Will the real Ed Milliband please stand up?

Graham Murray

It’s been just over a year since “Red Ed” stole the spotlight from brother David and became the driving force behind the opposition. Though what has Ed achieved this year? And what elements of his vision for Britain have been made clear?

Miliband the younger’s first year has been marred with low satisfaction ratings, lack of clarity and endless comparisons to Wallace and Mr Bean. In order to say that Ed’s first year has been a complete failure one would have to overlook his popular response to August’s riots and his never-ending ability to criticise New Labour’s thirteen years in office, which goes down a treat with the left wing of the Labour Party.

Despite this, what Ed has yet to do is clarify what kind of prime minister he would be. Is he as left wing as the tabloid media makes out? Is he really any different from former Labour Prime Ministers Gordon Brown or Tony Blair? The 2015 election is still some way off, but Ed really needs to at least drop a couple of hints to the electorate before it’s too late. It is this lack of clear vision which has contributed to his recent low personal public satisfaction ratings. YouGov’s 29th – 30th Sept poll gives his satisfaction rating at a poor minus 32, compared to Cameron’s minus 8.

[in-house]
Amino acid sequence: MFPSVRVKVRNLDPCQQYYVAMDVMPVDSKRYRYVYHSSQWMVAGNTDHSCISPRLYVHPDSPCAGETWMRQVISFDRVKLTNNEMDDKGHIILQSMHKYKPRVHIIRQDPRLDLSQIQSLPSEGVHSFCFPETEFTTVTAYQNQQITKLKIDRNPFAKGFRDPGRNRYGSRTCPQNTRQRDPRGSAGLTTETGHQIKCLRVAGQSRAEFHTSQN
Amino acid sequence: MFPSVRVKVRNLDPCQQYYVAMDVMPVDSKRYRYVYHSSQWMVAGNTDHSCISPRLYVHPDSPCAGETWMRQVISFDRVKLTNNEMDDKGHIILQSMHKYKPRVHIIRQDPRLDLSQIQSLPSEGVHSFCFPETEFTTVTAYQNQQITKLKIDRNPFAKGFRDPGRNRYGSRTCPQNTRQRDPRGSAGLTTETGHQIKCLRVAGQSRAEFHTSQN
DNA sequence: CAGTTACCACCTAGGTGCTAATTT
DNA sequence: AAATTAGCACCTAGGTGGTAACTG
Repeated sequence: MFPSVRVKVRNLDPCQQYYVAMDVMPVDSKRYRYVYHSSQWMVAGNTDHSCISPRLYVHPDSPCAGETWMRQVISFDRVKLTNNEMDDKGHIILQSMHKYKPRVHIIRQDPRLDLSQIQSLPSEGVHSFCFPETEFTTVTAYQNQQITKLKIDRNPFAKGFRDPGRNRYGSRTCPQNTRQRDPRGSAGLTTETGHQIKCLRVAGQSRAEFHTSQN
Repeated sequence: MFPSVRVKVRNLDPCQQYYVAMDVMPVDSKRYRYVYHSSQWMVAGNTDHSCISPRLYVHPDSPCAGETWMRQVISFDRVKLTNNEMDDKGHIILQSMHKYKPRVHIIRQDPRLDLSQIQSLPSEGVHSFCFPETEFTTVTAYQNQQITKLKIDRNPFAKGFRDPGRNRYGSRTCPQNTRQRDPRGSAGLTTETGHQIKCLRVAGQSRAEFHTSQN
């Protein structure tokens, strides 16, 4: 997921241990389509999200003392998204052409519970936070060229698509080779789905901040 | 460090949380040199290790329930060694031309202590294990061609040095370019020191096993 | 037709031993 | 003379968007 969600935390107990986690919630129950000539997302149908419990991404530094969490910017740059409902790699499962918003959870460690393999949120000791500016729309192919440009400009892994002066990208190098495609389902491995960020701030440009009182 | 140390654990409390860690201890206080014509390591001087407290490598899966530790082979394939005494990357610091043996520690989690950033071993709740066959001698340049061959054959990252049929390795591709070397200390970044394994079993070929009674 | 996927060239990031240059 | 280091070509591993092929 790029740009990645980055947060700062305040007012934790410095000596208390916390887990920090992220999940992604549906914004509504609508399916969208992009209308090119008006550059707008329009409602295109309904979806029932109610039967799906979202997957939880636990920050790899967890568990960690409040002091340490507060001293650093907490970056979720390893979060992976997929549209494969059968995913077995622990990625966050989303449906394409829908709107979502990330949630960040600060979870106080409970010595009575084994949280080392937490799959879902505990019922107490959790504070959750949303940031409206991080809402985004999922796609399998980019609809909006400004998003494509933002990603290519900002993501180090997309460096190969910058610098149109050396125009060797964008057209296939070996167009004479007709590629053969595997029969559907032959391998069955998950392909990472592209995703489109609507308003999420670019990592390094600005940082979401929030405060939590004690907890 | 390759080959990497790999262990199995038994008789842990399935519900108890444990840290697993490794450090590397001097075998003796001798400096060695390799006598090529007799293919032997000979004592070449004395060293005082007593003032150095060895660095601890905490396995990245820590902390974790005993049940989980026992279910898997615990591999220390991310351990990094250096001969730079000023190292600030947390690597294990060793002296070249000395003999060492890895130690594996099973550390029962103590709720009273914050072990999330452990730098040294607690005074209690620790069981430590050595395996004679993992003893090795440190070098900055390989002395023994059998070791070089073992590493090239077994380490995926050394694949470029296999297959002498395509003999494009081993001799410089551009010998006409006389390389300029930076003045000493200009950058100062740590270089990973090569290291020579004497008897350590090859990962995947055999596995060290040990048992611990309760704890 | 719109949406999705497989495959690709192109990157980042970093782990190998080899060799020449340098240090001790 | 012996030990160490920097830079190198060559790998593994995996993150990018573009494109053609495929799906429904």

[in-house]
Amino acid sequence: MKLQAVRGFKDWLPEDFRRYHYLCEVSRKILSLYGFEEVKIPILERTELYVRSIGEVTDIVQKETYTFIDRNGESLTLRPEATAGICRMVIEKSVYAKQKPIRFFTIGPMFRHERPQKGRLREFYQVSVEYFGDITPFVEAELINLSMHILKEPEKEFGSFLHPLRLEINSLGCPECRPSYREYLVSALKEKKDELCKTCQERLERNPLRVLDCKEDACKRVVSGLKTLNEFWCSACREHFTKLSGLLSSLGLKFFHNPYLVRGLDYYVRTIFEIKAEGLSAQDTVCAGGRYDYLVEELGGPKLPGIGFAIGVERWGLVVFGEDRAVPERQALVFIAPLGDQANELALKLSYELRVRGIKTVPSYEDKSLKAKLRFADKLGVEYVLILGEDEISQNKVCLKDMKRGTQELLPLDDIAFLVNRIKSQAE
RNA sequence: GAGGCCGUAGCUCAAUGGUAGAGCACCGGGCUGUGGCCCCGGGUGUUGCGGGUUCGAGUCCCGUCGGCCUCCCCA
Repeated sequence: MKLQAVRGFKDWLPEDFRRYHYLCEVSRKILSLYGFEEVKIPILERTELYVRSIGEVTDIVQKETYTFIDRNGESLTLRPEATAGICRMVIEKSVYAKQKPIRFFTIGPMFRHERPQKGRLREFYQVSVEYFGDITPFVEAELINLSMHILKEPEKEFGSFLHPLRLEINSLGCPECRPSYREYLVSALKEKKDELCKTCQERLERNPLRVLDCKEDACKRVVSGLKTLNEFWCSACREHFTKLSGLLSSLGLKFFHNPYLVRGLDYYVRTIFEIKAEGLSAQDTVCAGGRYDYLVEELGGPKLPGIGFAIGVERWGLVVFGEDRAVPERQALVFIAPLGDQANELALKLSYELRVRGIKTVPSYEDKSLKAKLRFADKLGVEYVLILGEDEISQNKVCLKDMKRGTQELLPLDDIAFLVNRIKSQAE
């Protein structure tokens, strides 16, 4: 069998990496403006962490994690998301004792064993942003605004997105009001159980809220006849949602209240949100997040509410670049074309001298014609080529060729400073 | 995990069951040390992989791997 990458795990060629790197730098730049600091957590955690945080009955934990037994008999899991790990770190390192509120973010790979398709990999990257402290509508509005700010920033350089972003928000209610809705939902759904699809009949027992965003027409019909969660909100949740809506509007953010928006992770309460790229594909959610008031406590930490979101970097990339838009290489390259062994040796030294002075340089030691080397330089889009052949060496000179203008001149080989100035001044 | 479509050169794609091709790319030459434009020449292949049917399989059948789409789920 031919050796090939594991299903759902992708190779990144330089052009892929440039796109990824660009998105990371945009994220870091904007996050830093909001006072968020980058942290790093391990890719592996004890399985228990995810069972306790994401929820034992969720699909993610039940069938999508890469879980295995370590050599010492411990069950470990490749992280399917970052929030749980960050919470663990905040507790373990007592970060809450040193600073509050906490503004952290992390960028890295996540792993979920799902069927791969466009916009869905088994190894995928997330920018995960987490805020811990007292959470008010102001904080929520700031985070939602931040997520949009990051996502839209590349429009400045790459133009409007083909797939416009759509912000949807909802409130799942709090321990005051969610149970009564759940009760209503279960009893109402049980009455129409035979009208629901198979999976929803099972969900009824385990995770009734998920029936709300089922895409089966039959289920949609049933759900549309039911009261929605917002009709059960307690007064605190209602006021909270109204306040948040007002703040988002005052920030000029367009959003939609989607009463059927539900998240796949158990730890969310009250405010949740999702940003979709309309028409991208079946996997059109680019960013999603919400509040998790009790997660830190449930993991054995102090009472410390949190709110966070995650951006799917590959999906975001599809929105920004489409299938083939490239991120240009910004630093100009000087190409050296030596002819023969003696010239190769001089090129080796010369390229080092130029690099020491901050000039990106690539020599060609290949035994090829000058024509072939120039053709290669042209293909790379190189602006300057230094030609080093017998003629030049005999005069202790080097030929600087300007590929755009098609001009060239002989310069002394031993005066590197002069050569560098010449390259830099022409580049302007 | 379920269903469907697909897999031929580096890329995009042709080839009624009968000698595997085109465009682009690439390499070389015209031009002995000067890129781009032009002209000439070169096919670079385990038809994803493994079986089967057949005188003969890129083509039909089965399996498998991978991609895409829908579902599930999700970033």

Though what has arguably been the most important factor is his perceived incompetence, for example: in a BBC interview about the public sector pension strikes, he incessantly repeated himself. Last month he was unable to name the front running candidate in the Scottish Labour leadership election, Ken Macintosh.

To an extent, Ed set out some kind of vision for the future at the Labour Party conference, saying he would cap tuition fees at £6,000 a year compared with the Coalition’s £9,000 a year, and call for the end of the free market capitalism which has dominated British society for the last 30 years. However, none of these promises has yet to make an appearance in any kind of policy..

The fact is, despite Labour leading opinion polls for the first time since 2007 and performing acceptably in this year’s local elections, Ed Miliband is seen as a liability by many Labour Party supporters. This raises questions as to whether the right Miliband won the leadership. Ed must clearly set out his policies and market himself as more of a leader and less of a follower. If he doesn’t, then the chance of him standing as leader in even one general election is only going to dwindle further and further.

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